Banks failing disabled customers
Research by the Which? consumer service has concluded that some banks are not doing enough to help disabled customers at the branch, by telephone and/or online. A survey of just under 1500 customers found high satisfaction ratings of over 80% for First Direct, Nationwide and the Co-operative Bank. At the lower end of the scale, scoring between 62% and 67% were HSBC, TSB and Barclays. While there are legal requirements to make services accessible, respondents to the survey found problems across customer banking – not helped by the continuing closure of branches.
Avoiding subscription traps
The government is to clamp down on subscription traps and fake reviews under proposals to protect the public from being ripped off. Under the plans, businesses offering subscriptions will have to make it clear exactly what customers are signing up for and let them cancel easily. Read more about scams affecting older people.
Simplifying the Lasting Power of Attorney process
There are plans afoot to simplify how Last Power of Attorneys are created and written. Currently predominantly paper-based, the system is to focus on digital in the future, with paper versions available for those unable to use the internet. While there are more than 5 million registered LPAs in England and Wales, research suggests that difficulties with the application process had led to a drop-off of registrations during the pandemic.
Free TV licences to end imminently
The BBC’s grace period for a free television licence for the over 75s, prompted by the pandemic, ends on 31 July 2021. The BBC said that at the end of June the vast majority of those who need to make arrangements to hold a licence have done so, and it would be writing to the remaining 260,000 with information about the next steps.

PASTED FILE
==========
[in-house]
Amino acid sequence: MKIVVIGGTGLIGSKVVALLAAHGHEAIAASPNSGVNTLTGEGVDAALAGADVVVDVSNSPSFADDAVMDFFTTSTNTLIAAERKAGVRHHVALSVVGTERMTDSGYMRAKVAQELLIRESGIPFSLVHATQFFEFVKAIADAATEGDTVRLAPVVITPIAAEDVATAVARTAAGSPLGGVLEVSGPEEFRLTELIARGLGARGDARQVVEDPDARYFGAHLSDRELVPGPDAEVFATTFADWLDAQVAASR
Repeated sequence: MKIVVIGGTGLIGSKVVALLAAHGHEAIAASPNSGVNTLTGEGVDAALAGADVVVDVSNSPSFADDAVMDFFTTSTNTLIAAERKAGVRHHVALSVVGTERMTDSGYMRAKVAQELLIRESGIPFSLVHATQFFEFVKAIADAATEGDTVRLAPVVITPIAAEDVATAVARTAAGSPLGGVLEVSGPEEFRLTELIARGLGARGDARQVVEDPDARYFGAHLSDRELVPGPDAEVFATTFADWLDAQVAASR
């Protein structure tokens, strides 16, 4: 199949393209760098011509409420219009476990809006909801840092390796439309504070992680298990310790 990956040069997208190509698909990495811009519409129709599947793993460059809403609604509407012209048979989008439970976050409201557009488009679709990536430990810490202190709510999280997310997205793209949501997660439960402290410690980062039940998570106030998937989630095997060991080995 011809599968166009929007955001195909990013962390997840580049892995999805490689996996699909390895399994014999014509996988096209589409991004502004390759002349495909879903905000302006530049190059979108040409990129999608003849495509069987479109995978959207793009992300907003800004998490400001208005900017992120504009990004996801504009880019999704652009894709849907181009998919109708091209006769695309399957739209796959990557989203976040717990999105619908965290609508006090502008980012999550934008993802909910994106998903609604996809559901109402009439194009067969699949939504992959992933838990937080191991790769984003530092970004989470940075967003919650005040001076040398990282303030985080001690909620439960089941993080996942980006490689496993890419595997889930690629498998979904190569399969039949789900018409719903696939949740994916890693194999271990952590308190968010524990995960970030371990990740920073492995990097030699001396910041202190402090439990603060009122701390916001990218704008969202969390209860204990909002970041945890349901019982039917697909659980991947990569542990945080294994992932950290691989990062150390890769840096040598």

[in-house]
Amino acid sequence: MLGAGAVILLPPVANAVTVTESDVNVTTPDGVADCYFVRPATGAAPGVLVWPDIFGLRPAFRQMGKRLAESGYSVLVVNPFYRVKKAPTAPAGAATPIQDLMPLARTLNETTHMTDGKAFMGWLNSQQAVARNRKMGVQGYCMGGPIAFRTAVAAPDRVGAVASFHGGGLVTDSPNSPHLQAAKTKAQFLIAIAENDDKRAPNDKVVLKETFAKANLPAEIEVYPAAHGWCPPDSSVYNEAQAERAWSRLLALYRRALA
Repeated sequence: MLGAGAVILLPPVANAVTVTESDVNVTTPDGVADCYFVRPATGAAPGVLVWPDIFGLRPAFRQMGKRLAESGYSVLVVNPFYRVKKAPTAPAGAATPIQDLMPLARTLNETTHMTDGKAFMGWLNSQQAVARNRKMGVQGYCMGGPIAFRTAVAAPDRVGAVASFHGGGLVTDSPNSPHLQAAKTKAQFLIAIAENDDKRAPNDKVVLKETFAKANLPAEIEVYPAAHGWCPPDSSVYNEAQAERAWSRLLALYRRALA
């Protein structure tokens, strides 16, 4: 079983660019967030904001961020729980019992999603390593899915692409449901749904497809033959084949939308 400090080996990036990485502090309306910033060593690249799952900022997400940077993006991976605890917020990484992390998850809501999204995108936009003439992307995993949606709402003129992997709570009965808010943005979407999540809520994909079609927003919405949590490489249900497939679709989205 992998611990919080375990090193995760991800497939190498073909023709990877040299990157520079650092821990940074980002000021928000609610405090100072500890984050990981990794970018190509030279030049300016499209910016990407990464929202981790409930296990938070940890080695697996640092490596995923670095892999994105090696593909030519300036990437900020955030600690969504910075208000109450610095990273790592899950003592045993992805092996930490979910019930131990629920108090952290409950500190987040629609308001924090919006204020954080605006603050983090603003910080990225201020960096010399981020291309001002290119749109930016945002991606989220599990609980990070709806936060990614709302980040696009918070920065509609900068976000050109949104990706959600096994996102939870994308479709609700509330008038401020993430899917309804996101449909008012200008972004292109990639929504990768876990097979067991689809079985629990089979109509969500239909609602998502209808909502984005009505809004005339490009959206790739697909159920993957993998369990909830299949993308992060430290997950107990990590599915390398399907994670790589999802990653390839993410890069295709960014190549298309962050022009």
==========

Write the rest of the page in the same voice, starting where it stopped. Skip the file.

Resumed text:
Is retirement downsizing feasible?
Downsizing in retirement can seem like an ideal solution to practical challenges of larger properties as well as finances. However, while a survey has found that four in 10 people would like to move to a bungalow, such properties only account for 15% of properties built in 1987, and a tiny 1.6% in 2020. Scarcity has led to high costs compared to multi-floor properties.
Read more about how the pandemic has affected retirement in coastal and country regions.
The everlasting sage of social care reform
With social care reforms very much on the agenda, it’s been reported that National Insurance payments for businesses and employees will rise by 1% to cover the cost. But already that funding may be diverted to cover the 3% pay increase for NHS staff, according to even more recent reports. Or not, according to a statement from Downing Street. Meanwhile, proposals for social care reform have been deferred yet again, this time until the autumn, on the basis that the key government members involved are currently self-isolating.
For a fuller round-up of news that’s important to older people, visit the July 2021 news and views page.
Photo by Kampus Production from Pexels